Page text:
"Euclid's 'Elements' Redux" is an open textbook on mathematical logic and geometry based on Euclid's "Elements" for use in grades 7-12 and in undergraduate college courses on proof writing.

Motivated by questions in cosmology, the open-content text Geometry with an Introduction to Cosmic Topology uses Mobius transformations to develop hyperbolic, elliptic, and Euclidean geometry - three possibilities for the global geometry of the universe.

The precursors to what we study today as Trigonometry had their origin in ancient Mesopotamia, Greece and India. These cultures used the concepts of angles and lengths as an aid to understanding the movements of the heavenly bodies in the night sky. Ancient trigonometry typically used angles and triangles that were embedded in circles so that many of the calculations used were based on the lengths of chords within a circle. The relationships between the lengths of the chords and other lines drawn within a circle and the measure of the corresponding central angle represent the foundation of trigonometry - the relationship between angles and distances.

This College Algebra text will cover a combination of classical algebra and analytic geometry, with an introduction to the transcendental exponential and logarithmic functions. If mathematics is the language of science, then algebra is the grammar of that language. Like grammar, algebra provides a structure to mathematical notation, in addition to its uses in problem solving and its ability to change the appearance of an expression without changing the value.

This text is intended for a brief introductory course in plane geometry. It covers the topics from elementary geometry that are most likely to be required for more advanced mathematics courses. The only prerequisite is a semester of algebra.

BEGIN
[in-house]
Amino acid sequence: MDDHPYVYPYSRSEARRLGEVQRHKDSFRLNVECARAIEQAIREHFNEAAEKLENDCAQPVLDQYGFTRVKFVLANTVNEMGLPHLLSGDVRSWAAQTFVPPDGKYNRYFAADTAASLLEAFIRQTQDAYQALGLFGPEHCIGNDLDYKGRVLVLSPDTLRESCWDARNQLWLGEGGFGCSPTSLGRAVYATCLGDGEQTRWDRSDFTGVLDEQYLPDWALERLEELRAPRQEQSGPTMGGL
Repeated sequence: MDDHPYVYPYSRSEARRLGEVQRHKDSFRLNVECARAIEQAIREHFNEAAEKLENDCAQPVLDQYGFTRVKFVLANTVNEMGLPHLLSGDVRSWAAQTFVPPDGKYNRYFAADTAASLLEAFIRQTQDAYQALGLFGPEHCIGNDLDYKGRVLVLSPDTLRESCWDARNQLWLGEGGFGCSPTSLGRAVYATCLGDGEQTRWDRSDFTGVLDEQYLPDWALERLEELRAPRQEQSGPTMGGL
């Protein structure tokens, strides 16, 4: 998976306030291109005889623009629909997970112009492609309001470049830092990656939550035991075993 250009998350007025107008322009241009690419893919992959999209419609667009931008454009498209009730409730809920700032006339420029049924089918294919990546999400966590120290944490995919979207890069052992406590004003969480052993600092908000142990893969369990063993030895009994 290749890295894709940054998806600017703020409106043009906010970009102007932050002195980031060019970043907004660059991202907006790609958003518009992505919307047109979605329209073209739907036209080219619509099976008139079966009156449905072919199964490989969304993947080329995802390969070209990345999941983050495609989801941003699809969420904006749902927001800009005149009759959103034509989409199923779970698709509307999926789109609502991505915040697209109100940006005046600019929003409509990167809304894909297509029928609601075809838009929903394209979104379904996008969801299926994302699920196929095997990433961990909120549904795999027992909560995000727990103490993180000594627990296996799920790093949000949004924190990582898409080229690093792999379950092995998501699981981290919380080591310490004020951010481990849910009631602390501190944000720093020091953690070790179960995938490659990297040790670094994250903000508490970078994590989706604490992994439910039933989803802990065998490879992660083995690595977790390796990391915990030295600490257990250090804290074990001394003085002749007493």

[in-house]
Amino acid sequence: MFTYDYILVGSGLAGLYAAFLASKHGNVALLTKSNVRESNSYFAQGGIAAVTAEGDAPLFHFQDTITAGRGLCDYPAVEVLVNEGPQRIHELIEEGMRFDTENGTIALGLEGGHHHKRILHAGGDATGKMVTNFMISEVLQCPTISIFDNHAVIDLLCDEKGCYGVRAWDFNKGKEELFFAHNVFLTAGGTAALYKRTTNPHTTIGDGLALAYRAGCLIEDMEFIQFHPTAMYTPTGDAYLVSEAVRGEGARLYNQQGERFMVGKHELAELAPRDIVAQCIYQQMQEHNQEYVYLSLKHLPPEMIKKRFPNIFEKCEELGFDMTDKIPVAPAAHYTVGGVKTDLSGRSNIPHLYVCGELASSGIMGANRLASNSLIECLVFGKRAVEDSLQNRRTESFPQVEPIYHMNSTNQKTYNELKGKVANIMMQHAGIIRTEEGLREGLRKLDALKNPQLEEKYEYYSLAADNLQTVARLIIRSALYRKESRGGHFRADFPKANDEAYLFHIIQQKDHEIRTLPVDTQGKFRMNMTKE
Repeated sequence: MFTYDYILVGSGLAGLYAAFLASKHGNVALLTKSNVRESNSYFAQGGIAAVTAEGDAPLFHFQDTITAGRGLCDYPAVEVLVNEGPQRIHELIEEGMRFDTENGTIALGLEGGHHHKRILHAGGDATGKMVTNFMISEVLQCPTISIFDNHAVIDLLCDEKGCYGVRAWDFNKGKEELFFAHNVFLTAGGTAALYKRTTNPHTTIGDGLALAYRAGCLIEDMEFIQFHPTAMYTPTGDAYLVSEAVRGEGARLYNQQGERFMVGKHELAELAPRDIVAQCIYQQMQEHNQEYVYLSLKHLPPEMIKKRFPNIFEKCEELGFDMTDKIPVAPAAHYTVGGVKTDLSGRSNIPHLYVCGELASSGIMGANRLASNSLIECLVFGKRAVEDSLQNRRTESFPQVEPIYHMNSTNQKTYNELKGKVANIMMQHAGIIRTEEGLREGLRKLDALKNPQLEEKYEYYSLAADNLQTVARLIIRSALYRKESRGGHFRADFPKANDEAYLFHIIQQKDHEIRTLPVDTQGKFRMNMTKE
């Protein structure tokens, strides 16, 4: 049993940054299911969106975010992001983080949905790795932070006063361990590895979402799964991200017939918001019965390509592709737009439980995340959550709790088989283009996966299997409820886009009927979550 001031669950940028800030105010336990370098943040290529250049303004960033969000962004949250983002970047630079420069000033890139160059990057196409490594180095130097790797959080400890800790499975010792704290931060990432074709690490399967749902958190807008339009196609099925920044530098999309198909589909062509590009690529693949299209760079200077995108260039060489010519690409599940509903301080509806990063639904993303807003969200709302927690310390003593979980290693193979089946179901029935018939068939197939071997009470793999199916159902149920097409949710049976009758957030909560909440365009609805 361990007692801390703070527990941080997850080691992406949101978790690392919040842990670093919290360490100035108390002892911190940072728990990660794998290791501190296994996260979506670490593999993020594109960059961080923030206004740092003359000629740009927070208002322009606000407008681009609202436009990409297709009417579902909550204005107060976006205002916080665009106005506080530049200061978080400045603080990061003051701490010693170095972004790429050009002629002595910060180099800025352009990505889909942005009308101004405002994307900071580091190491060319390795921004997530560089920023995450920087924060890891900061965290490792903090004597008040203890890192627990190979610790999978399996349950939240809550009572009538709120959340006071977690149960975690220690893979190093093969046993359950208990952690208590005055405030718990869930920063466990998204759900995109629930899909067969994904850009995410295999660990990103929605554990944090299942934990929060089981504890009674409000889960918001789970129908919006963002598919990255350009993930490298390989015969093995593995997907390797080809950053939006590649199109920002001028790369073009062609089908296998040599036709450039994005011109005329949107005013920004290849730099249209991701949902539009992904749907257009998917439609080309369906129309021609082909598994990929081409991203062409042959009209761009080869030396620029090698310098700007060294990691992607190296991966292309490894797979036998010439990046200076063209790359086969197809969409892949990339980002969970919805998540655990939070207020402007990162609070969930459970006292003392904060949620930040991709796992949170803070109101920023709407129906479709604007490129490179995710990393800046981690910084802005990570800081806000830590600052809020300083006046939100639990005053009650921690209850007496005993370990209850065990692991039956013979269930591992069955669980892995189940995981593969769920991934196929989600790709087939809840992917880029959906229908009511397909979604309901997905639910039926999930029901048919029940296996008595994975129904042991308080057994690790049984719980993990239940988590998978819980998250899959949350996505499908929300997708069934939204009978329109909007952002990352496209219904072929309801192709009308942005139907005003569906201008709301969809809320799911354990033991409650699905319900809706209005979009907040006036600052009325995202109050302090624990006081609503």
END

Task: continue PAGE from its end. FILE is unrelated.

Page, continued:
This trigonometry textbook is different than other trigonometry books in that it is free to download, and the reader is expected to do more than read the book and is expected to study the material in the book by working out examples rather than just reading about them. So this book is not just about mathematical content but is also about the process of learning and doing mathematics. That is, this book is designed not to be just casually read but rather to be engaged.

This book is meant to be rigorous, conservative, elementary and minimalist. At the same time it includes about the maximum what students can absorb in one semester. Approximately one-third of the material used to be covered in high school, but not any more.The present book is based on the courses given by the author at the Pennsylvania State University as an introduction to the foundations of geometry. The lectures were oriented to sophomore and senior university students. These students already had a calculus course. In particular,they are familiar with the real numbers and continuity. It makes it possible to cover the material faster and in a more rigorous way than it could be done in high school.

Algebra and Trigonometry 2e provides a comprehensive exploration of mathematical principles and meets scope and sequence requirements for a typical introductory algebra and trigonometry course. The modular approach and the richness of content ensure that the book addresses the needs of a variety of courses. Algebra and Trigonometry 2e offers a wealth of examples with detailed, conceptual explanations, building a strong foundation in the material before asking students to apply what they’ve learned.